کاربرد مقایسه تجزیه و تحلیل چرخه زندگی چند بعدی در سیاست مدیریت زباله جامد : در مورد ظروف نوشیدنی
|کد مقاله||سال انتشار||مقاله انگلیسی||ترجمه فارسی||تعداد کلمات|
|15281||2000||10 صفحه PDF||سفارش دهید||محاسبه نشده|
Publisher : Elsevier - Science Direct (الزویر - ساینس دایرکت)
Journal : Environmental Science & Policy, , Volume 3, Issues 2–3, 1 April 2000, Pages 135-144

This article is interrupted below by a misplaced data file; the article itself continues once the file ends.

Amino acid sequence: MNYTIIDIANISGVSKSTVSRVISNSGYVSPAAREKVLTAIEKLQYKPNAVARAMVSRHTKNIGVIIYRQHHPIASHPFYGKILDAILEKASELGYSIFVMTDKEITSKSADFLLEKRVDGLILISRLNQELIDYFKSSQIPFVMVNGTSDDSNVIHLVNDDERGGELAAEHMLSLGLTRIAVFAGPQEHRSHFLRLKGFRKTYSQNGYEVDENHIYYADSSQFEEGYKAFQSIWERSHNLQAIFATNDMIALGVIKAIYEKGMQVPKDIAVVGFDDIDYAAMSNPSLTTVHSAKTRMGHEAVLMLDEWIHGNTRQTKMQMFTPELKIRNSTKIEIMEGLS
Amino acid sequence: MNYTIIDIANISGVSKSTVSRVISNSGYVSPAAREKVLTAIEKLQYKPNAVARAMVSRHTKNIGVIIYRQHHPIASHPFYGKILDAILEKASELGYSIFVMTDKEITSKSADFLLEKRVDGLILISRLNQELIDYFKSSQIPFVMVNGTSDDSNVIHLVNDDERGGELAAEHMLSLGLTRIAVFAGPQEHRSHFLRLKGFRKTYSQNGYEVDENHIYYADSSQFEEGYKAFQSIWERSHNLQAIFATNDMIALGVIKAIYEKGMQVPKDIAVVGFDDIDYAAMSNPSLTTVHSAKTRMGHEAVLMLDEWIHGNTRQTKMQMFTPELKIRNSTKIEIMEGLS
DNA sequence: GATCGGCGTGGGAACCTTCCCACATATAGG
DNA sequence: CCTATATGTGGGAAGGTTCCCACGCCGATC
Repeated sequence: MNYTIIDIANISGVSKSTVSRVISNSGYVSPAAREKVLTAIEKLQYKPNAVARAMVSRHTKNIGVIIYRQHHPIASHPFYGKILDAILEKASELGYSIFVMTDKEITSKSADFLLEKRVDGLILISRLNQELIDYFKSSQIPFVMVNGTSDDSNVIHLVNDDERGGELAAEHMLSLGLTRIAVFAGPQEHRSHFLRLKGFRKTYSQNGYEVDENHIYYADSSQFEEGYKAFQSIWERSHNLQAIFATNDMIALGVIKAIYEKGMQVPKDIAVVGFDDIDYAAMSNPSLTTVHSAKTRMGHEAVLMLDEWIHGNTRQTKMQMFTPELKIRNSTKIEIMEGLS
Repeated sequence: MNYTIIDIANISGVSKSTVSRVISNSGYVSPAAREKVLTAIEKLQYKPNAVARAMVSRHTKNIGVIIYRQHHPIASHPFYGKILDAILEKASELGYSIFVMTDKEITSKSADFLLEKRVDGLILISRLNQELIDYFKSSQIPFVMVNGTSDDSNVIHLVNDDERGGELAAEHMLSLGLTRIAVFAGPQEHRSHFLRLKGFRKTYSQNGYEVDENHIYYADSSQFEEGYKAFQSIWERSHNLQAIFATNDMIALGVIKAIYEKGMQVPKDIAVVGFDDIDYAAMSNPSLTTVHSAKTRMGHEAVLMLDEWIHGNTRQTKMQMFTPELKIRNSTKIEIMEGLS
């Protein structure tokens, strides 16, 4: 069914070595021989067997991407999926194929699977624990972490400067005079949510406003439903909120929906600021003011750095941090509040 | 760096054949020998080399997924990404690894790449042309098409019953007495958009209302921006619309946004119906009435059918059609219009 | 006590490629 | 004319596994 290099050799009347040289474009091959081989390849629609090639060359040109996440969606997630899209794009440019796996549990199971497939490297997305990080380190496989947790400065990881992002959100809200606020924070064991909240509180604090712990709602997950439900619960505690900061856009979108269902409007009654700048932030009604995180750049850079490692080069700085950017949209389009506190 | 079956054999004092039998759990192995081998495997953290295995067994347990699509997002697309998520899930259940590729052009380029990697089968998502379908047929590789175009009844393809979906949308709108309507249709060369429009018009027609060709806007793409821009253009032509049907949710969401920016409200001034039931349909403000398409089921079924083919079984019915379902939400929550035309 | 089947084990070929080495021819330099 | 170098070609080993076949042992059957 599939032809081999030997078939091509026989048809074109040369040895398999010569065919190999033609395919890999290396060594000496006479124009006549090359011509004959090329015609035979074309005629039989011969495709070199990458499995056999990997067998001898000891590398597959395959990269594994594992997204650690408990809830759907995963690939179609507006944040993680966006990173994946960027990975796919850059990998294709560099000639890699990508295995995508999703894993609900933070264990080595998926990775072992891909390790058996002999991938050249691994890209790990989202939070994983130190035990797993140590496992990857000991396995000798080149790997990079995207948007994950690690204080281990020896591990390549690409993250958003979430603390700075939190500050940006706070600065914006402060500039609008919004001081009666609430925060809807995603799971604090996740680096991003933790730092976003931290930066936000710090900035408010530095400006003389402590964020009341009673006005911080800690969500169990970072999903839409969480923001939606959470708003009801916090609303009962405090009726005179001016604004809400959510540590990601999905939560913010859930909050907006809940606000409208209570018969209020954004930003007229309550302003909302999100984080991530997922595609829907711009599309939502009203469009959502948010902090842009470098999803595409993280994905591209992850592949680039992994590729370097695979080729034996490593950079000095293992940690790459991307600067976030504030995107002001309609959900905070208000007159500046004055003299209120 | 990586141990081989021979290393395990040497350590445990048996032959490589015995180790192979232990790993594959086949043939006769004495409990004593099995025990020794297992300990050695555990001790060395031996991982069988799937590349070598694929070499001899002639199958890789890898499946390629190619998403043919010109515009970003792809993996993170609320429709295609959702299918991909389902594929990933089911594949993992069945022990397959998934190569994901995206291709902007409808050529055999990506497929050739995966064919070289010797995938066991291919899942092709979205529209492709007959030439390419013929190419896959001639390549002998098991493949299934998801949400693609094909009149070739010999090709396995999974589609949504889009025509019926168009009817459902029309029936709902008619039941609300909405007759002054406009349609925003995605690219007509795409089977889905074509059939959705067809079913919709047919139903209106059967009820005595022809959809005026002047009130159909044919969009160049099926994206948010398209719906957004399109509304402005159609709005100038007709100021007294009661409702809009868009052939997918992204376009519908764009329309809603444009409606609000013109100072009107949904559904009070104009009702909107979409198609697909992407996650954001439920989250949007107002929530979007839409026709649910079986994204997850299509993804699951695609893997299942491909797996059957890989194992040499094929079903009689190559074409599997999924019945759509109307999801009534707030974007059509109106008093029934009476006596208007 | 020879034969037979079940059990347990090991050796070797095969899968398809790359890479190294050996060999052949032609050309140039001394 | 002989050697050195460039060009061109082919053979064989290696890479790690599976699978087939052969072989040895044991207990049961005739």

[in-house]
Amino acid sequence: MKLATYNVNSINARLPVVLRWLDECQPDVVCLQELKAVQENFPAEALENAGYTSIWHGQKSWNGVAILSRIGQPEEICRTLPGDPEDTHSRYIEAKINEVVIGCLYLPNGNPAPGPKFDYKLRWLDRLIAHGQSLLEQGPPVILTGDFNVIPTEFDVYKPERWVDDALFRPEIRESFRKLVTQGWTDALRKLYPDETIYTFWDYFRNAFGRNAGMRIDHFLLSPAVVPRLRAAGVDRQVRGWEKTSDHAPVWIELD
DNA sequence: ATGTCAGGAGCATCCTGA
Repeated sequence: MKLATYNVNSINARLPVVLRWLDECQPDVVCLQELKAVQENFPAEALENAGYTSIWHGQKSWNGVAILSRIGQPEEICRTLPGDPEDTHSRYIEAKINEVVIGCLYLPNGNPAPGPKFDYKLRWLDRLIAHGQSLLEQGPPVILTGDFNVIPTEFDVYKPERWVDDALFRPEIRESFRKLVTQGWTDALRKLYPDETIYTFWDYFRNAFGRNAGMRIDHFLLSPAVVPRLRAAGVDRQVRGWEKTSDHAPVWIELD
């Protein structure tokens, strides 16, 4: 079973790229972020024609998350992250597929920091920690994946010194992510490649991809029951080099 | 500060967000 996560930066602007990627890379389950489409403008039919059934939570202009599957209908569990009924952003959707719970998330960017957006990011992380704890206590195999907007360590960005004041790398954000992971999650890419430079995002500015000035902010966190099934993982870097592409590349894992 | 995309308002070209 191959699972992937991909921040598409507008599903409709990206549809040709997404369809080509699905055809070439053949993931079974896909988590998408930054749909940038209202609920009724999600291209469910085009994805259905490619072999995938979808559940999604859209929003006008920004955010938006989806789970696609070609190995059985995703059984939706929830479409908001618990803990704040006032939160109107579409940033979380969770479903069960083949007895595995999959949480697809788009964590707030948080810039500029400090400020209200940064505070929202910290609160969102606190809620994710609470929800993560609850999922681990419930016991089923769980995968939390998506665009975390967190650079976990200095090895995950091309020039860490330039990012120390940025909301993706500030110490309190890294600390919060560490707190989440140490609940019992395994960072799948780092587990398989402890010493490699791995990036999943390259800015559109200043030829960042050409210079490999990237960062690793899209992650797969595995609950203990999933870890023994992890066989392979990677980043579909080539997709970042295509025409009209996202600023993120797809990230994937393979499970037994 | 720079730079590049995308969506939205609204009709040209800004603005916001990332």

The paper describes the application of a multidimensional life cycle analysis (LCA) for packaging soft drinks in Israel. The suggested approach combines the conventional product LCA, vertical summation of all environmental burdens along the chain of production, use and disposal activities, and horizontal comparison of different products and disposal options, such as recycling, incineration or landfilling. The paper attempts to show that the most effective, as well as transparent, means of comparing packaging alternatives, is to place them on a commensurate basis, the most appropriate one being a monetary basis. Taking into account limitations and drawbacks of monetary valuation of non-market assets (namely, environmental assets), the study derived estimates of environmental benefits and damages associated with each alternative. The production of soft drinks containers in Israel, used here as an example for the above mentioned considerations, is based mainly on imported materials, since natural resources such as oil or bauxite do not exist in Israel. Locally, only direct production and pollution abatement costs are incorporated in the final bill, while global environmental burdens are excluded. Countries extracting and producing raw material for the packaging industry, in effect, grant an environmental subsidy to the final users, in this case — the Israeli user. The paper suggests that only by globalization of externalities and fully internalizing environmental costs into the price of the final product (the packaging material or the packaged product), an equitable full environmental accounting can be designed. This mechanism can be even accompanied by global trading in the relevant environmental credits. Decisions will, consequently, follow a sustainable path, in both importing and exporting countries.